Her latest title, Passion's Magic, is the fourth in her Doms of Passion Lake series. Speaking of taking it away...here's Julie!
by Julie Shelton
by Julie Shelton
One of the things my writing has been universally praised for is the realism of my characters and dialogue. So I will be sharing a few tips on creating realistic, well-rounded characters and writing realistic dialogue.
1. Before you start writing the actual story, jot down notes about each of your characters. Something more than just the color of their eyes or hair, although that’s important, too, especially if your characters are going to show up in more than one book. Write down things that have happened to them that have made them the way they are. Get to know them before you introduce them to your readers. When I first thought of Jesse Colter, my hero in the three Sarah books, all I had was a name. Over the next four months I created his whole persona, what he looked like, what his background was, how he walked, how he talked. But even though I had complete control over Jesse and felt that I knew him inside and out, he still managed to surprise me. By the time I started writing the first words about him in the actual book, I suddenly found myself typing “son of an alcoholic father and a Native American woman who abandoned him at birth.” Nowhere in my original profile of him was he Native American. Nor had I known that his mother had abandoned him at birth. But I went with it, because that one detail just all of a sudden explained certain aspects of his appearance, personality, and behavior. So know your characters, but be aware that they can still surprise you. And if they do, let them. They have a habit of knowing what’s best for them and taking over from time to time.
2. Mention the most important things that have affected how they live their daily lives at least three times during the course of the story, but don’t just list them. And don’t keep mentioning the same details from one retelling to another. Add new information. Leave other bits out. In one instance, you might describe the characters thinking about a particular event, how they felt when the event happened, what they did as a result of the event, and how it has affected their decision-making processes and the impact it has had on their lives. In another instance, have the character tell all these things to another character, but don’t just make it one long narrative. Show how the teller reacts as he/she is telling the story. And how the listener reacts as well. Have the listener asks questions, make comments. Another time you might consider recounting the entire scene or series of events in a dream or a flashback. By the time the last mention of the event has occurred, allow it to be an example of how much the character has grown by contrasting how he/she reacted to the event when it happened and how differently he/she is reacting to it now.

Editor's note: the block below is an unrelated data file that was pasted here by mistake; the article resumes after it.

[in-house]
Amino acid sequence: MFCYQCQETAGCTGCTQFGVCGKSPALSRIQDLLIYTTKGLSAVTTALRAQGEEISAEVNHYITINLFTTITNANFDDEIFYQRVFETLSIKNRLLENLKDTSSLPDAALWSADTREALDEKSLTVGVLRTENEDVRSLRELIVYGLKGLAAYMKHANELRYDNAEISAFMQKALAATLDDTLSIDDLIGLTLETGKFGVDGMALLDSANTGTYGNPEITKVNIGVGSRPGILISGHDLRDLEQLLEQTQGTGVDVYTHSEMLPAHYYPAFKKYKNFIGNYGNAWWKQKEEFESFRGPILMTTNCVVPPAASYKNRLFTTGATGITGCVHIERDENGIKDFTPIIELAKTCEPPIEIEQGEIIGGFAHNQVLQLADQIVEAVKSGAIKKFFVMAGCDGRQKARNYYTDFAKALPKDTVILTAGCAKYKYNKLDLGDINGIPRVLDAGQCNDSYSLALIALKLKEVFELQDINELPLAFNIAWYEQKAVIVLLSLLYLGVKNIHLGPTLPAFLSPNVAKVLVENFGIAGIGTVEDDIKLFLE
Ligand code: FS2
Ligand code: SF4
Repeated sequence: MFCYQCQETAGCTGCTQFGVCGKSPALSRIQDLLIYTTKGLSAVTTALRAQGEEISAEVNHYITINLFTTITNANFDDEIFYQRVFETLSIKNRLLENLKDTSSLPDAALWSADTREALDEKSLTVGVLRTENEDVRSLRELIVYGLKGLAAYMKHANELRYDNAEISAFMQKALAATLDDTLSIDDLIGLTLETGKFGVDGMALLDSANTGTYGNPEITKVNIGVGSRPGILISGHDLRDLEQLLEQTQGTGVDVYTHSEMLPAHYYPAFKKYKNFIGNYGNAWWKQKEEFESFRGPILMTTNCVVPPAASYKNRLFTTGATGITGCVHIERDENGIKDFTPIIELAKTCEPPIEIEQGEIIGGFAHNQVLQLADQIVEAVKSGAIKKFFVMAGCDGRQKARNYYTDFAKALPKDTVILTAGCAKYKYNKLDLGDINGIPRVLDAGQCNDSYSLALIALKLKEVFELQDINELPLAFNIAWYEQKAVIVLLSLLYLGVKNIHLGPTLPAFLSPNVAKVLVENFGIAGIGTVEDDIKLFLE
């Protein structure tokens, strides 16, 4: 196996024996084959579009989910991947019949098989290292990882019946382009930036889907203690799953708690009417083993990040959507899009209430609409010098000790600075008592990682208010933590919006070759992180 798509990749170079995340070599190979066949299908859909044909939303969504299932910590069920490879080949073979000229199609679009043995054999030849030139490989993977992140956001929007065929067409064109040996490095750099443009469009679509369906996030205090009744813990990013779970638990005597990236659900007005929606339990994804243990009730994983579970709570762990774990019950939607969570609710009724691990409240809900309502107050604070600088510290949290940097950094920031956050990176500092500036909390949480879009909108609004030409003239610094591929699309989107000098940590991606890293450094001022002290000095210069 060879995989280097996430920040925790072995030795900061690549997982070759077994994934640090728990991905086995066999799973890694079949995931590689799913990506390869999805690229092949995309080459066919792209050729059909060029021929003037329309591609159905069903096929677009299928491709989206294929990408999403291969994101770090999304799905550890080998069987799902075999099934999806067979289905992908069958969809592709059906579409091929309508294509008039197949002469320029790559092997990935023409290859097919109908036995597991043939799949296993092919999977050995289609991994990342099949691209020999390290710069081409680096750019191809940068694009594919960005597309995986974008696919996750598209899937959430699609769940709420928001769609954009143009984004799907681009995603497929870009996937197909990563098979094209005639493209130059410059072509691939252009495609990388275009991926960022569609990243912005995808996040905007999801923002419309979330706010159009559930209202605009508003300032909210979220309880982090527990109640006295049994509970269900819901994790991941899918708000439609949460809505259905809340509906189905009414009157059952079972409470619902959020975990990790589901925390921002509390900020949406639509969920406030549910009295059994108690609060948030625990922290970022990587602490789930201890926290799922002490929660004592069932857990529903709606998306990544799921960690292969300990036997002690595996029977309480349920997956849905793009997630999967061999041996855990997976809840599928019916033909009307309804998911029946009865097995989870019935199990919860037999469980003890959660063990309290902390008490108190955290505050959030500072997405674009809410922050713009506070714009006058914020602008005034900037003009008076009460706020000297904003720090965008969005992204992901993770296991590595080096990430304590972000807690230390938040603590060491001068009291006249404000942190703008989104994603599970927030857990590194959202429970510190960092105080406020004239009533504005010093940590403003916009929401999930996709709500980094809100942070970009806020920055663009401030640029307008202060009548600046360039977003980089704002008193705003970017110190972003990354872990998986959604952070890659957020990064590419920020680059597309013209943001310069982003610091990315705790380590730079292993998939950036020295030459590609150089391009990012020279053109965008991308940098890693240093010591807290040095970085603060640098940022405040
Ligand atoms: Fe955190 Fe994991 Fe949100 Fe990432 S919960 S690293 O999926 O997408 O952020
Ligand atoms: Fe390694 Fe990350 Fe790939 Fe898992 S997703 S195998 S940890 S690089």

3. Listen to the way real people talk. They rarely speak entirely in complete sentences. They use slang. Use the way a character talks to help define him as a person. For instance one of his personality traits could be that he always uses big words and sounds very professorial. Or uses the latest street slang. But be consistent. Don’t just have him talk that way once or twice, but every time he opens his mouth.
4. Don’t add “he said” or “she said” after every sentence. Instead put an action in its place. Something that avoids the over-use of adverbs. Something that helps reveal how the character is feeling or what he is thinking without actually saying what he/she is feeling or thinking. For instance, instead of this:
“I have plans for you,” he said teasingly. “Plans you will like.”
“What are they?” she asked nervously.
“Don’t worry. You’ll find out soon enough,” he said cryptically.
Try something like this:
“I have plans for you. Plans you’ll like.”
“Oh, yeah?” She gulped as her stomach started to twist into knots. “What are they?”
He gave her a wolfish grin. “Oh, I wouldn’t worry my pretty little head about that. You’ll find out soon enough.”
In the second example it’s still clear who is speaking and you are also showing their state of mind without the over-use of adverbs or “he/she said”. It also shows that he is playful and likes to tease and she is more serious, and it reveals that without actually saying in so many words that he is playful and likes to tease and she is more serious.
5. Like all writers, I get writers block. I have two ways to work through it. I go back and edit the previous day’s work, which is usually all I need to do to get back into the swing of the scene. I always try to end in a place where I know what’s going to happen next so I can pick it right up the next day. But that’s not always possible. If I’m really stumped, I have a wonderful beta reader and critique partner with whom I can brainstorm ideas. We email them back and forth and all those emails get copied and pasted into an idea file for each book. We’ve come up with a lot of really wild things, some of which have actually made it into my books. But it always gets my creative juices flowing enough to at least give me a place to start and I can usually take it from there. Brainstorming is an invaluable tool for me.